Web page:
In Australia, food waste makes up 35% of the average household bin¹, adding up to around $4000 worth of wasted food per household every year.
In November 2020, Wollongong City Council took a big step to minimising food waste, by joining Kiama and Shellharbour Local Government Areas in implementing a weekly FOGO (Food Organics Garden Organics) collection bin to houses that currently own a green-lidded garbage bin.
Organic waste sealed in plastic bags has become a major issue in landfill, as it produces methane, a greenhouse gas that is 25 times more potent than carbon dioxide. Additionally, existing landfill sites are nearing capacity and the creation of new landfill zones has significant detrimental impact on the land through loss of habitat for wildlife and potential groundwater and soil contamination.
Many people do not have the animals, time, or resources to sustainably dispose of their food and garden waste. FOGO provides a simple and accessible solution to everybody, allowing food scraps to be placed in with garden waste, and aiding households to dramatically reduce their landfill contributions. The Wollongong council has estimated that, through using FOGO, each household could save around 150kg of waste from going to landfill each year.
The motion was first put through and implemented back in November 2020, with Wollongong Greens Councillor Cath Blakey pleased to see the positive support from councillors.
It’s been about 20 months since we put the motion before council about doing a trial for FOGO. It’s going to be a really ambitious rollout, with hoping to go across most of the households that have a green bin, so most of the LGA, in three weeks. That’s going to be pretty rapid, but it’s great that it’s going to be available to everybody so quickly.”Councillor Cath Blakey, Wollongong City Council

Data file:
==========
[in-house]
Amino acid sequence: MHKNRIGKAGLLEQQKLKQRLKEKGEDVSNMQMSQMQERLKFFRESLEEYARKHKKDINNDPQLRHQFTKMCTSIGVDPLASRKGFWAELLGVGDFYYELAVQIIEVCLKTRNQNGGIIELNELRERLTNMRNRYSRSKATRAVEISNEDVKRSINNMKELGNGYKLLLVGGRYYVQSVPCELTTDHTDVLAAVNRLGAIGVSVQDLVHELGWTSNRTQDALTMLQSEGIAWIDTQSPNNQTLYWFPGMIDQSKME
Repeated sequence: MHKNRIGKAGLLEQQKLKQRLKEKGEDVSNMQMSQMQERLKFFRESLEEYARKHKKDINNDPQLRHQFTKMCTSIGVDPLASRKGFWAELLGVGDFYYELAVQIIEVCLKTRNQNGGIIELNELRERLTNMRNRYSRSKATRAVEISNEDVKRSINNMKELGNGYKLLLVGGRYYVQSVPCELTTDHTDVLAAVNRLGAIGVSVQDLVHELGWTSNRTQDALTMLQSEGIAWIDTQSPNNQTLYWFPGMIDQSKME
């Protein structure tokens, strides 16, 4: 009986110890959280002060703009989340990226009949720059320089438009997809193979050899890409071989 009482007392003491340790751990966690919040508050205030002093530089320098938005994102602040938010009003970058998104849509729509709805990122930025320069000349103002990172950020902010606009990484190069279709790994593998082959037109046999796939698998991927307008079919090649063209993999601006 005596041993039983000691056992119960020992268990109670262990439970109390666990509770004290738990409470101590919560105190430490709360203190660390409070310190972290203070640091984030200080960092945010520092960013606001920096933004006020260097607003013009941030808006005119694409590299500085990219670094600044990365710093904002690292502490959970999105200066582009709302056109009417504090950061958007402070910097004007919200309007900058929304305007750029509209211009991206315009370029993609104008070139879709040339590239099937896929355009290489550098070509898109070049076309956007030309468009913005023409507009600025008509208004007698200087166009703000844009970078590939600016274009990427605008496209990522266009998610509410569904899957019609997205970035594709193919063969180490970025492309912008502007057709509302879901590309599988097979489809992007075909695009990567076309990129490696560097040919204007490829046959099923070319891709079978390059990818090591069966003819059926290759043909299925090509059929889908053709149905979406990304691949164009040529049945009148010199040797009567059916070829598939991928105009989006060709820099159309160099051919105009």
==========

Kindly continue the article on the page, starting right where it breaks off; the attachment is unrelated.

The introduction of FOGO to Wollongong area follows the State Government’s Waste Strategy, which includes aiming for a significant reduction of waste sent to landfill by 2030, and a call for all metropolitan local governments to provide a three-bin FOGO waste service by 2025.
A successful trial was carried out in 2019 in Ausinmer, Cordeaux Heights, and Warrawong prior to Wollongong’s implementation.
“The FOGO trial carried out last year in Austinmer, Cordeaux Heights and Warrawong was really positive with great feedback from participants, very low contamination rates and produced high quality compost and soil products. We’re looking to build on that success and see the rollout of this program across the city.’’The Honorable Lord Mayor Gordon Bradbery AM, Wollongong City Council
In the long term, the council would like to introduce a FOGO trial for multi-unit dwellings that do not currently own green-lidded garbage bins. The introduction of the FOGO composting system to a city as large as Wollongong is a major step towards the overall minimisation of waste in Australia.
 EPA, N., 2020. Organics-Infrastructure-Fund. NSW Environment Protection Authority.